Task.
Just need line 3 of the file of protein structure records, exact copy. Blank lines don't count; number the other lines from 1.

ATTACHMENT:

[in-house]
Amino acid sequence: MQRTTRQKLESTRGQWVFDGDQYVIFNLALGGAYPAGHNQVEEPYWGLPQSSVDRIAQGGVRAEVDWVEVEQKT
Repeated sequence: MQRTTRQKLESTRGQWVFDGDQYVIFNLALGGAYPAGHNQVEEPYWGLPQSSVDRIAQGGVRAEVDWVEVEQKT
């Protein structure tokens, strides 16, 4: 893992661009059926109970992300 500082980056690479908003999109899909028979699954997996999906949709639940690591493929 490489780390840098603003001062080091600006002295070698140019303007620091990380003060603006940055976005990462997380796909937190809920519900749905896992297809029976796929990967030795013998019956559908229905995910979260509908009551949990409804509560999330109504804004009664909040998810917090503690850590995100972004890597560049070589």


Repeated sequence: MQRTTRQKLESTRGQWVFDGDQYVIFNLALGGAYPAGHNQVEEPYWGLPQSSVDRIAQGGVRAEVDWVEVEQKT